Anyone who thinks Civil Code 2944.7 (SB 94) says an attorney cannot have the client put money in trust is not reading clearly or does not understand the terms of art being used. Placing client property in trust clearly is not prohibited. SB 94 says a person cannot “Claim, demand, charge, collect, or receive any compensation until after the person has fully performed each and every service the person contracted to perform or represented that he or she would perform.” Money placed in a trust account remains the property of the client. It is not claimed by the attorney. That is the whole reason it is in the trust account so it stays out of the attorney’s bank account (the place the attorney holds his or her compensation). Furthermore, money in trust account is not compensation for an attorney until it is withdrawn and becomes taxable. If it was compensation for the attorney, attorneys would pay income tax on it when it was deposited into the trust account, but they don’t. Section 2 prohibits taking “any wage assignment, any lien of any type on real or personal property, or other security to secure the payment of compensation.” But a client trust is clearly not a wage assignment; it is not a lien lien because the attorney has no claim or hold on the trust money until it is earned after all services have been performed (at which time the attorney can properly claim in under Section 1) ; and it is not a security interest because a security interest creates a property right in what is being held and an attorney has no property right in the money in trust (again, until the attorney can properly claim in under Section 1).If the legislature did not want attorneys to be able to hold client property in trust they would have clearly inserted language that addressed client trust accounts. They also would have used the words hold instead of “claim,” and would have used the words real or personal property instead of “compensation” in the prohibition put forth in subsection 1.

  2. jfalcone-1 says:

    The legislature could also have expressly excluded attorney trust accounts. The state bar has been inundated with calls from attorneys on this question, and has still not responded.

  3. Siena says:

    They could have, but their failure to do does not override a fundamental rule of interpretation, expressio unius est exclusio alterius: “items not on the list are assumed not to be covered by the statute.”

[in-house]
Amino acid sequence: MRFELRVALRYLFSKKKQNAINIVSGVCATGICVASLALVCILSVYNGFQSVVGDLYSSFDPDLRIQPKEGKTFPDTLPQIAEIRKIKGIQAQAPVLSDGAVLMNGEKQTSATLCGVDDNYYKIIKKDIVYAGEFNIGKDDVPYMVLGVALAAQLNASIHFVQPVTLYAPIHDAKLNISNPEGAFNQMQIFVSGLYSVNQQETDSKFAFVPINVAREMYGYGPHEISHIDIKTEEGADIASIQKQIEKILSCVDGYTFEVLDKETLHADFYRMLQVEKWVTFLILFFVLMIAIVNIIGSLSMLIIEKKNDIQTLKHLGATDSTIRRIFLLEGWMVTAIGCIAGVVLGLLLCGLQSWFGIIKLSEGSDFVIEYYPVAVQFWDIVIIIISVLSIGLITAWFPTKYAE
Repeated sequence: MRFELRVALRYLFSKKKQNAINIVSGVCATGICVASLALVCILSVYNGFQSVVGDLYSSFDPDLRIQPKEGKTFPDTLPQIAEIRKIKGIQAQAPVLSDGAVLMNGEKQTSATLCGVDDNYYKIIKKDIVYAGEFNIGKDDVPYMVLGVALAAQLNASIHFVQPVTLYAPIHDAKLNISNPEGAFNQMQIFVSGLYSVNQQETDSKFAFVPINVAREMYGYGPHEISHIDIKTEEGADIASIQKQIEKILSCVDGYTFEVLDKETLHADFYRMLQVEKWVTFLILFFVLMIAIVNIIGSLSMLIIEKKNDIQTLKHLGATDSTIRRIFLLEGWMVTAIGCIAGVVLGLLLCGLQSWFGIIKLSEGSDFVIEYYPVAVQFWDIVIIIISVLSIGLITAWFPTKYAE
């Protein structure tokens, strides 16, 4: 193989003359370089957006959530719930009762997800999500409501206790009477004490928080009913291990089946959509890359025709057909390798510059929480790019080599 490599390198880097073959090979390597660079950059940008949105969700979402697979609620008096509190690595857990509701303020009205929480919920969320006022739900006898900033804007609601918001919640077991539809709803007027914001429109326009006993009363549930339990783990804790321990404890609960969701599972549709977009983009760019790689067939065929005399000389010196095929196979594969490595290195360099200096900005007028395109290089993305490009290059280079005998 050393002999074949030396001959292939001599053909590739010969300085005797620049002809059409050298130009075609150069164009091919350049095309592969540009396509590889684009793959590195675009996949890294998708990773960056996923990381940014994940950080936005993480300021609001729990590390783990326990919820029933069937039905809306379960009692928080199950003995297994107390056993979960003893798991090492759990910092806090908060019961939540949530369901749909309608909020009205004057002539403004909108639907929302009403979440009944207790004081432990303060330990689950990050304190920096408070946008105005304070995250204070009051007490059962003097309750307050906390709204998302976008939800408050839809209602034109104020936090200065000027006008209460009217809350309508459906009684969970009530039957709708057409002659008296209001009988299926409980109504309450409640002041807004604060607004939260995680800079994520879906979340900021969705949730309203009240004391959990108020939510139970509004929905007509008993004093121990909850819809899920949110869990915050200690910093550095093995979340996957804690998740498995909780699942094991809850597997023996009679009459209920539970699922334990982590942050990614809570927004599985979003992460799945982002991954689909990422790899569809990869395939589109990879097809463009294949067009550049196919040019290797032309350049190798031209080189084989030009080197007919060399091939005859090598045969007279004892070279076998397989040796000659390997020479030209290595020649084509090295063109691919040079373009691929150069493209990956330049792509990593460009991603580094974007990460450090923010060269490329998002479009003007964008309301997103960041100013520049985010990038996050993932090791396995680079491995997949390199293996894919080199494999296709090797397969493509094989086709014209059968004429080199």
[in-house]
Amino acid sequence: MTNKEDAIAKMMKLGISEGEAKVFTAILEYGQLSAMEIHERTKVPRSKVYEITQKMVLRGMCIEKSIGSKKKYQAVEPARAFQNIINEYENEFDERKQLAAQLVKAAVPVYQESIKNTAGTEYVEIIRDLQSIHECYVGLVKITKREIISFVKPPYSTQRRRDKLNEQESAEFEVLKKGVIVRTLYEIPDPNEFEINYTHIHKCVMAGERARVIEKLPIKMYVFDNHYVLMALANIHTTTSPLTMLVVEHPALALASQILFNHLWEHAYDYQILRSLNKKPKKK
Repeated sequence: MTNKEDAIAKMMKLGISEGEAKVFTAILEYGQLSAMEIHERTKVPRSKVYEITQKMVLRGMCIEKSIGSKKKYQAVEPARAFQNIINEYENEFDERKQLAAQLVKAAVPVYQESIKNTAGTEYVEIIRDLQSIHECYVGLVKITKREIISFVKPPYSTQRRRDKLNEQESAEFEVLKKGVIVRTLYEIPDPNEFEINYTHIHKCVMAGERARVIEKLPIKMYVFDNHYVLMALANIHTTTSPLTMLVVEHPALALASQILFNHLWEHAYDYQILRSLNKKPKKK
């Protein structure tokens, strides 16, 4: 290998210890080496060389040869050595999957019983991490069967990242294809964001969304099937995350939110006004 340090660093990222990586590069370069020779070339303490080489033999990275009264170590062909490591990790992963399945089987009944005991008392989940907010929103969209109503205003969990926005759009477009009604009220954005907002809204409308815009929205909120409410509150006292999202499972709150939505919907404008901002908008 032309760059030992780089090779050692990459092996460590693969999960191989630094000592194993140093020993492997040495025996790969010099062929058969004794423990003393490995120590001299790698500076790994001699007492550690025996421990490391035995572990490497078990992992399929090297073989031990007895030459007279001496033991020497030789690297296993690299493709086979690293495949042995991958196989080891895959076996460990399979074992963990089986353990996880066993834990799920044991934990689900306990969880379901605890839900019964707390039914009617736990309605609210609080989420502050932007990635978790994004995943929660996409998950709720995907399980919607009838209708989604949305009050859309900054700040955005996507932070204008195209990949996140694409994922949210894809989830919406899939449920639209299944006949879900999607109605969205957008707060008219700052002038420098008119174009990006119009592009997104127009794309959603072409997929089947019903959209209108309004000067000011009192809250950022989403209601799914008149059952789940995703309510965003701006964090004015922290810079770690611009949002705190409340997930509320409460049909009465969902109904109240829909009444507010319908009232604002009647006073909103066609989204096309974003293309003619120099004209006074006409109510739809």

4. Siena says:

    Well, our worthless state bar and its incompetent “chief counsel” have weighed in with a half-baked opinion on the matter, saying “The statutory language of the prohibition uses the word “receive” and the plain meaning of that term is broad enough to encompass a lawyer’s receipt of advance fees into a trust account.”Even a 1L at a CA ABA law school would spot the problem with the chief’s analysis. It stops at the verbs and does not look at the subject of the action, which is “compensation.” Compensation which according to the single most cited reference in law, Black’s Dictionary is defined as “remuneration (payment) and other benefits received in return for services rendered.” Client money deposited into a trust account has never been considered payment or remuneration. It defies the entire theory of a trust. If the legislature or bar wanted the language to reach trust accounts, they should have drafted language that says deferred compensation, which at least can be argued to mean money put in trust.Add this to the long list of reasons why the California bar is worthless. I hope the Gov continues to deny their authority to collect dues.

  5. Bonky McGee says:

    Guys, if you want to put your law license on the line by betting on how a court or bar disciplinary committee might interpret this ambiguous law, best of luck to you. I, for one, will be telling my clients that they’re on their own with regard to loan mods.

  6. jfalcone-1 says:

    The California law those who are regulated by the State, such as real estate licensees and attorneys. It may be that an out of state attorney, if they do not file the action in California, would not be regulated by the State. Also, filing suit alone may be construed as not covered by SB 94.

  7. jfalcone-1 says:

    The statute says “offer to perform a loan modification.” Proposing a lawsuit to obtain a modification may be included.